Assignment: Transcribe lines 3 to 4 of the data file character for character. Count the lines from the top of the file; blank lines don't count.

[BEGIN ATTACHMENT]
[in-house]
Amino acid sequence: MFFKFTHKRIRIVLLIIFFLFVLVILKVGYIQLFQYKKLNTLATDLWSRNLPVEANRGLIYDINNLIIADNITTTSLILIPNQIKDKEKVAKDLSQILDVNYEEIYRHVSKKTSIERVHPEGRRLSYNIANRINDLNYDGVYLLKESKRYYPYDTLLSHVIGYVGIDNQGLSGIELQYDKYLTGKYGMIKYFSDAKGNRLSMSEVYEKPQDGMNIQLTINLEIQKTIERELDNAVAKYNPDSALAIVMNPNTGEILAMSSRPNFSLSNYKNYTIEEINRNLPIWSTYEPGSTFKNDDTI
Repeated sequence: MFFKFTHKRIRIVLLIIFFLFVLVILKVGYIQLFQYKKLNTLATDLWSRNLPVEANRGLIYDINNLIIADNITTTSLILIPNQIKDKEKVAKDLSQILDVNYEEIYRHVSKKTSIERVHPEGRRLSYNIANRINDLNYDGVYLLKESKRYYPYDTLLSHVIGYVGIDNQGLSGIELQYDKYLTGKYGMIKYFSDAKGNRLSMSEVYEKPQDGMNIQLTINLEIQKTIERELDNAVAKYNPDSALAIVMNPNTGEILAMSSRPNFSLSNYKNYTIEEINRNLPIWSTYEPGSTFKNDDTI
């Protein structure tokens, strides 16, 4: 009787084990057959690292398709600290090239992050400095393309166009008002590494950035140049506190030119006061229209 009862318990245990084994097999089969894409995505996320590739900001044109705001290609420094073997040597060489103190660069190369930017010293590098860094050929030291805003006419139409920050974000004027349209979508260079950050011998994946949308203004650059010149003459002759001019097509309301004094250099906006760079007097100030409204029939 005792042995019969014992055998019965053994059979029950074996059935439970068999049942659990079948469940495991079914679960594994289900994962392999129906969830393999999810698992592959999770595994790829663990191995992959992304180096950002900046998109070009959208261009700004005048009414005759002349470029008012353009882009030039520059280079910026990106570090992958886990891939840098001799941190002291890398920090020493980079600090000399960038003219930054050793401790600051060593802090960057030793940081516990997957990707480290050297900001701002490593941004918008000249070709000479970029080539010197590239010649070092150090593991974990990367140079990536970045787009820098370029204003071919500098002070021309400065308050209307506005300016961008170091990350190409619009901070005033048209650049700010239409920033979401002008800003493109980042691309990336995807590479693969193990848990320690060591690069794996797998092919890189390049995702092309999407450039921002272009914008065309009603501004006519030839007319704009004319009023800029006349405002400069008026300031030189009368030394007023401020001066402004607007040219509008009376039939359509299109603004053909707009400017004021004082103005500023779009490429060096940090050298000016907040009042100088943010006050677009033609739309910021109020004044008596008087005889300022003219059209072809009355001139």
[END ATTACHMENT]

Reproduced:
Repeated sequence: MFFKFTHKRIRIVLLIIFFLFVLVILKVGYIQLFQYKKLNTLATDLWSRNLPVEANRGLIYDINNLIIADNITTTSLILIPNQIKDKEKVAKDLSQILDVNYEEIYRHVSKKTSIERVHPEGRRLSYNIANRINDLNYDGVYLLKESKRYYPYDTLLSHVIGYVGIDNQGLSGIELQYDKYLTGKYGMIKYFSDAKGNRLSMSEVYEKPQDGMNIQLTINLEIQKTIERELDNAVAKYNPDSALAIVMNPNTGEILAMSSRPNFSLSNYKNYTIEEINRNLPIWSTYEPGSTFKNDDTI
């Protein structure tokens, strides 16, 4: 009787084990057959690292398709600290090239992050400095393309166009008002590494950035140049506190030119006061229209 009862318990245990084994097999089969894409995505996320590739900001044109705001290609420094073997040597060489103190660069190369930017010293590098860094050929030291805003006419139409920050974000004027349209979508260079950050011998994946949308203004650059010149003459002759001019097509309301004094250099906006760079007097100030409204029939 005792042995019969014992055998019965053994059979029950074996059935439970068999049942659990079948469940495991079914679960594994289900994962392999129906969830393999999810698992592959999770595994790829663990191995992959992304180096950002900046998109070009959208261009700004005048009414005759002349470029008012353009882009030039520059280079910026990106570090992958886990891939840098001799941190002291890398920090020493980079600090000399960038003219930054050793401790600051060593802090960057030793940081516990997957990707480290050297900001701002490593941004918008000249070709000479970029080539010197590239010649070092150090593991974990990367140079990536970045787009820098370029204003071919500098002070021309400065308050209307506005300016961008170091990350190409619009901070005033048209650049700010239409920033979401002008800003493109980042691309990336995807590479693969193990848990320690060591690069794996797998092919890189390049995702092309999407450039921002272009914008065309009603501004006519030839007319704009004319009023800029006349405002400069008026300031030189009368030394007023401020001066402004607007040219509008009376039939359509299109603004053909707009400017004021004082103005500023779009490429060096940090050298000016907040009042100088943010006050677009033609739309910021109020004044008596008087005889300022003219059209072809009355001139």